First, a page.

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Book Review: The Power of Promise - Examining Nuclear Energy in India by M V Ramana

An elaborate charade rationalises the economic and political investment in nuclear power

by Praful Bidwai, 10 February 2013

print version of this article print version - 11 February 2013

(an edited version of the below book review has appeared in "Outlook" magazine )

The Power of Promise: Examining Nuclear Energy in India
By MV Ramana
Penguin/Viking/366 pages/Rs 699

Review by Praful Bidwai

How should one describe an industry that promised abundant, safe, and environmentally benign energy which would be “too cheap to meter”, but has delivered only one-tenth of the projected electricity, caused catastrophic accidents, contaminated millions of square miles and poisoned lakhs of people with radioactivity, and proved “too costly to matter”? Nuclear power has globally inflicted an estimated loss exceeding one trillion dollars—in subsidies, abandoned projects, cash losses and other damage. No bank will finance it. It has been termed the “the biggest managerial disaster” and “the greatest failure” in industrial history, and a “menace” to the public. It inspires fear and loathing. In most countries it can only be imposed undemocratically.

Nuclear power is in global decline. The number of reactors worldwide peaked in 2002 and their generation in 2006. Generation has further fallen by 4.3 percent since 2010. Nuclear power’s contribution to world electricity supply has declined from a peak of 17 percent to about 11 percent, and to final energy consumption to just 2 percent. After Fukushima, it stands irredeemably discredited and is probably moribund.

In India, however, the elite treats nuclear power as the technology of the future, an icon of modernity that promises it unbridled consumption, and a precondition of progress—just as the state considers peaceful anti-nuclear protests seditious. In Koodankulam, for instance, it has filed chargesheets against 120,000 people, including attempt to murder (18,000) and waging war against it (13,000), among other crimes. It wants to multiply India’s nuclear capacity a hundred-fold to 470 gigawatts (thousands of megawatts) by 2050. Forgotten is the Department of Atomic Energy’s abysmal failure to deliver. It projected 43.5 GW for 2000, but achieved a pathetic 2.7 GW. It has since missed every target. Also erased is its appalling record on safety, health, transparency, accountability and technology absorption, besides routine 200 percent-plus cost-overruns.

This excellent book explains why official India remains obsessed with nuclear energy and the DAE politically powerful despite this. The two pillars of the DAE’s power, Ramana argues, are the promise or future projection of limitless energy, and the deadly attraction of the power to annihilate contained in nuclear weapons. The state seeks legitimacy through these two intimately connected parts of the nuclear programme. An elaborate charade rationalises its economic and political investment in nuclear power: vanishing fossil fuels, unviability of renewable sources, imperative of “development” (read, consumption-led growth), and nuclear’s claimed advantages in low costs, energy security, abundance of domestic thorium, and potential for “decarbonising” the economy.

The book subjects these claims to a politely worded, but devastating, critique. It exposes Homi Bhabha’s fantasy of a three-stage programme: heavy-water reactors and plutonium reprocessing at the first stage; fast breeders at the second, which generate more plutonium than they consume while using thorium in their blanket to produce a new fuel (uranium-233); and burning that in the third stage to convert yet more thorium to generate virtually limitless power. The DAE, Ramana shows, has grievously miscalculated plutonium production and consumption; the projected breeder growth is both theoretically and practically unachievable.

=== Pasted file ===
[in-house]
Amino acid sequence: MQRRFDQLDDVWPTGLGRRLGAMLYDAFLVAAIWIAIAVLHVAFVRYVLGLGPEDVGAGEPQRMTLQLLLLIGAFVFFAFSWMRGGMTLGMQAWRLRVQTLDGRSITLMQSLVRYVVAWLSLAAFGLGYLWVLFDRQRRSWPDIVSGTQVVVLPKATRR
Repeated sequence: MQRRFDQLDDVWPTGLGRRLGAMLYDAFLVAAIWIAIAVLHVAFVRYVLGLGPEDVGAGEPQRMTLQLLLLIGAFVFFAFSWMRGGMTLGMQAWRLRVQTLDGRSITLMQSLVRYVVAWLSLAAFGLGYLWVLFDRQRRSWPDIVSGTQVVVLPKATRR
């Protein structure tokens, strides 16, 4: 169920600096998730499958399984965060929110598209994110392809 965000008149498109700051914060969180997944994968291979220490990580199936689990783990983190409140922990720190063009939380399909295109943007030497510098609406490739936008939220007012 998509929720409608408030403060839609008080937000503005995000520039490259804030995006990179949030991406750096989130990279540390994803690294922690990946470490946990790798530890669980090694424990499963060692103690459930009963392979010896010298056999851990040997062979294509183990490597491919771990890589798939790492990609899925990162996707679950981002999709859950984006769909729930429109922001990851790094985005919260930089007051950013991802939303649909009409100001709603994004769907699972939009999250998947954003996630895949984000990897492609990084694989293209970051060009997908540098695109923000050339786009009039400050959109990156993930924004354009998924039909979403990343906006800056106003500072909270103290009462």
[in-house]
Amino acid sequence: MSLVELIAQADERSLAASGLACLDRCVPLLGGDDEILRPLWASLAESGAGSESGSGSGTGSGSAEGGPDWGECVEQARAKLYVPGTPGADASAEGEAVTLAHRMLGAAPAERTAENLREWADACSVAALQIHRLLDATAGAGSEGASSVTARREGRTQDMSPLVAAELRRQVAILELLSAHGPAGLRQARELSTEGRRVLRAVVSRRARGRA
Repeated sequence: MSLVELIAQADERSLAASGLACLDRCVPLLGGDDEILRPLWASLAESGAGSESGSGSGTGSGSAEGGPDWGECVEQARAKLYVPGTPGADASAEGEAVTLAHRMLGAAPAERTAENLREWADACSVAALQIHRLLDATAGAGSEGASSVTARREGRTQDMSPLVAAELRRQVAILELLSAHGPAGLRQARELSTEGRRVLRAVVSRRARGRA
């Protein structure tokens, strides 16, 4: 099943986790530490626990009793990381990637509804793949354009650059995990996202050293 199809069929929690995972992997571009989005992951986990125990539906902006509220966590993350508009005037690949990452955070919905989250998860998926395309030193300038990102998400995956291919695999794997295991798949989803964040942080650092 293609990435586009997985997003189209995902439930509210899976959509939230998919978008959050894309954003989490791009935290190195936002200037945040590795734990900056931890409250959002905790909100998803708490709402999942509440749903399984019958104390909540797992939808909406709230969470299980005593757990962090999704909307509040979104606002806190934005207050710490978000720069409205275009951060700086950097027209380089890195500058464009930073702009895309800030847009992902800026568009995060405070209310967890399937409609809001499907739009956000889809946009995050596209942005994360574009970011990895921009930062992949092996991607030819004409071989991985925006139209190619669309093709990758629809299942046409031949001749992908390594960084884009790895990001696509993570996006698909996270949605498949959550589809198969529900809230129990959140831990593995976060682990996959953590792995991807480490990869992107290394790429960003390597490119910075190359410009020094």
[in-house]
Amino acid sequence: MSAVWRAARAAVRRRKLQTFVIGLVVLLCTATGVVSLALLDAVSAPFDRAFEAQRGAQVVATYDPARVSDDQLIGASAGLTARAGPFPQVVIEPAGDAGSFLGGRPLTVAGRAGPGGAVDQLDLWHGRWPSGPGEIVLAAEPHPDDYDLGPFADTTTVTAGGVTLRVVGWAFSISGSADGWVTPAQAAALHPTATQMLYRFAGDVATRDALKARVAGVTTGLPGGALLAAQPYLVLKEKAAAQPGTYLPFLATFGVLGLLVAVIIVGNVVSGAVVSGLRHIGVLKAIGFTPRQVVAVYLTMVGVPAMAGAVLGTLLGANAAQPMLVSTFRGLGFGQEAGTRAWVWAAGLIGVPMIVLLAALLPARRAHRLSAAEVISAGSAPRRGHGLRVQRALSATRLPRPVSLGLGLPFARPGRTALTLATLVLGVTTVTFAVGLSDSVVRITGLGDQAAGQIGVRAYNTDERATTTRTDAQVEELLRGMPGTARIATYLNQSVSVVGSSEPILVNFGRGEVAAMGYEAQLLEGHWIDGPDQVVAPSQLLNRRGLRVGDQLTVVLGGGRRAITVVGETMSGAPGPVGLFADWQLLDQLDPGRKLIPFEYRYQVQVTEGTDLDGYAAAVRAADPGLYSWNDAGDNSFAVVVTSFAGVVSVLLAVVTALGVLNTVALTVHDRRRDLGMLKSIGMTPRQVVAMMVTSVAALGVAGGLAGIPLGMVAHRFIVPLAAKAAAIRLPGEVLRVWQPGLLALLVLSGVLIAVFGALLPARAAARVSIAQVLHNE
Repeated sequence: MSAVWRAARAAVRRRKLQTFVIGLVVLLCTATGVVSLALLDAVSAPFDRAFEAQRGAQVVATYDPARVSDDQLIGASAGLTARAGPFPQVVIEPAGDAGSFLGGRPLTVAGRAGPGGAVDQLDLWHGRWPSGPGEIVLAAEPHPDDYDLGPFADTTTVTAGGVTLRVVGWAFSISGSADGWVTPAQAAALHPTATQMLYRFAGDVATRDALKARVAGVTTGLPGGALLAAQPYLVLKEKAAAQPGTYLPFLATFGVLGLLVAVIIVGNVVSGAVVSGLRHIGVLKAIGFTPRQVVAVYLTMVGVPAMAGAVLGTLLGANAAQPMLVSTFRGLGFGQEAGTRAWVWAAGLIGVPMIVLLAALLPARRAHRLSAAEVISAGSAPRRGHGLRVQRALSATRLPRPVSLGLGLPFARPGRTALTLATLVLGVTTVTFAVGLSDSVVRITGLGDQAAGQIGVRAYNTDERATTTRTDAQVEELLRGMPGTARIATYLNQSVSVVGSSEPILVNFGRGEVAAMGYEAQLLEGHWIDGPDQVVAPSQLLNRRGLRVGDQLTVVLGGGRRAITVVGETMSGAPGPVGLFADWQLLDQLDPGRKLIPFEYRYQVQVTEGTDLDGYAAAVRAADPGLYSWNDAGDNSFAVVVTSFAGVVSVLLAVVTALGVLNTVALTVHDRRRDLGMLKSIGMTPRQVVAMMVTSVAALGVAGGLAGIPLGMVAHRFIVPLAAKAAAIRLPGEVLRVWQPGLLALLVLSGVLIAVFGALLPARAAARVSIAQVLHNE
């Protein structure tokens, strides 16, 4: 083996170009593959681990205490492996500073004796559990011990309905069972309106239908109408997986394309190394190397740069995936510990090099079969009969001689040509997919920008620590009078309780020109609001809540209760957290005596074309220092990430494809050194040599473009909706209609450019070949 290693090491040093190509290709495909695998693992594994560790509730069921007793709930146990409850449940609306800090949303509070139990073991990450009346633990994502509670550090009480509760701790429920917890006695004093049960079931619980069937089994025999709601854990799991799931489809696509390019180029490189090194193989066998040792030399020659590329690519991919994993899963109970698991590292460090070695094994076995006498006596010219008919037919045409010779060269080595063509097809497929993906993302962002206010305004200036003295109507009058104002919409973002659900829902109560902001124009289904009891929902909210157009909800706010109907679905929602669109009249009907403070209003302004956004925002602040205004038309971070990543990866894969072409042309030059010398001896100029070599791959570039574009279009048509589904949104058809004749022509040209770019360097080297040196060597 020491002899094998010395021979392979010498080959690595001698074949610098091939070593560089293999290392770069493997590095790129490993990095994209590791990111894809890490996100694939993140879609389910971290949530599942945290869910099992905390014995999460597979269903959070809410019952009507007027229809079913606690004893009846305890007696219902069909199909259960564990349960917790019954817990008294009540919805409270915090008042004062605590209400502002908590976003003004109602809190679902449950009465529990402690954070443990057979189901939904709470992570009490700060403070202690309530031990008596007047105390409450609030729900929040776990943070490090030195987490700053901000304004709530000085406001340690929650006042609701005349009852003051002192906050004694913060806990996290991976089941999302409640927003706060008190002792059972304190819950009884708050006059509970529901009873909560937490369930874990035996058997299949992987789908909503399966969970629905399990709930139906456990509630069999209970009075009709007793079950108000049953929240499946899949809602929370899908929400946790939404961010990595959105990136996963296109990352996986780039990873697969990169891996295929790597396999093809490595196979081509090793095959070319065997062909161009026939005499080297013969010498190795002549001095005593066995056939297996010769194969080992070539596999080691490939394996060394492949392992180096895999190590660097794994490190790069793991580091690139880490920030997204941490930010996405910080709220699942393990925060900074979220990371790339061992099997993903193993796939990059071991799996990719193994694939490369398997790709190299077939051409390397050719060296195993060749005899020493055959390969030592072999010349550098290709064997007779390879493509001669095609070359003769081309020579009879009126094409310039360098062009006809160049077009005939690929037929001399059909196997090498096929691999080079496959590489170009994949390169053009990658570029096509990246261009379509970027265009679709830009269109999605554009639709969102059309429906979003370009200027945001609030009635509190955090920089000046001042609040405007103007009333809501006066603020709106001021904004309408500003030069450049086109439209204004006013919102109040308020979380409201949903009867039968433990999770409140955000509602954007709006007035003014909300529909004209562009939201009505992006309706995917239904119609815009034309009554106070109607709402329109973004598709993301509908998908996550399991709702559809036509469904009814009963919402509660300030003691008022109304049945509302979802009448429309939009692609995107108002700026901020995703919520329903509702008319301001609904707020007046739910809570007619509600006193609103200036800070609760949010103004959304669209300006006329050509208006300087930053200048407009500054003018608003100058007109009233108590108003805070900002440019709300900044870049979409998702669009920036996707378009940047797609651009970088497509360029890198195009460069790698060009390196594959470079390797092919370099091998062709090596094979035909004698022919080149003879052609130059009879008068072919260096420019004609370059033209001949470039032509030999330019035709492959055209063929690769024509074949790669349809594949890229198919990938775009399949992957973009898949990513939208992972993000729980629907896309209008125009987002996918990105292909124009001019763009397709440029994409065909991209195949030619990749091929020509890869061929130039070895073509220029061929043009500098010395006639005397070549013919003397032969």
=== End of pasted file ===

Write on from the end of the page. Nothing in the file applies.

Even assuming breeders are viable, this knocks the bottom out of the DAE’s mid-century target. But these ultra-high-risk accident-prone reactors have been abandoned worldwide, and uranium-233-thorium reactors haven’t been industrially proved. India’s 12 MW Fast-Breeder Test Reactor has worked at only one-fifth its capacity amidst numerous accidents. But the DAE declared it a “success” and is building a 500 MW breeder!

Ramana shows how the DAE was crafted and run as an institution unanswerable to Parliament and the public. It abuses its power to mess up everything from uranium mining to spent-fuel reprocessing, violates its own safety norms, makes extravagant claims about developing technologies indigenously while importing/borrowing them, and hides major elements of generation costs through cheap accounting tricks. Nuclear power in India, like elsewhere, is far costlier than electricity from fossil fuels, and increasingly, from truly abundant, benign, safe, renewable sources. The French EPR, proposed for Jaitapur, is the world’s most exorbitant reactor, which has suffered an unconscionable 265-percent cost escalation in France. It will haemorrhage India’s power sector.

One of the book’s best chapters analyses the DAE’s safety, health and environmental record and failure to learn from accidents. The DAE gets away because there’s no independent safety regulator and no real obligation to disclose relevant information. One wishes Ramana had addressed the Koodankulam and Jaitapur reactors’ safety issues at greater length, evaluated Fukushima’s long-term global impact, and discussed alternatives to nuclear power including decentralised renewable energy. Nevertheless, this seminal book demystifies atomic power and will contribute significantly to the cause of halting the nuclear juggernaut.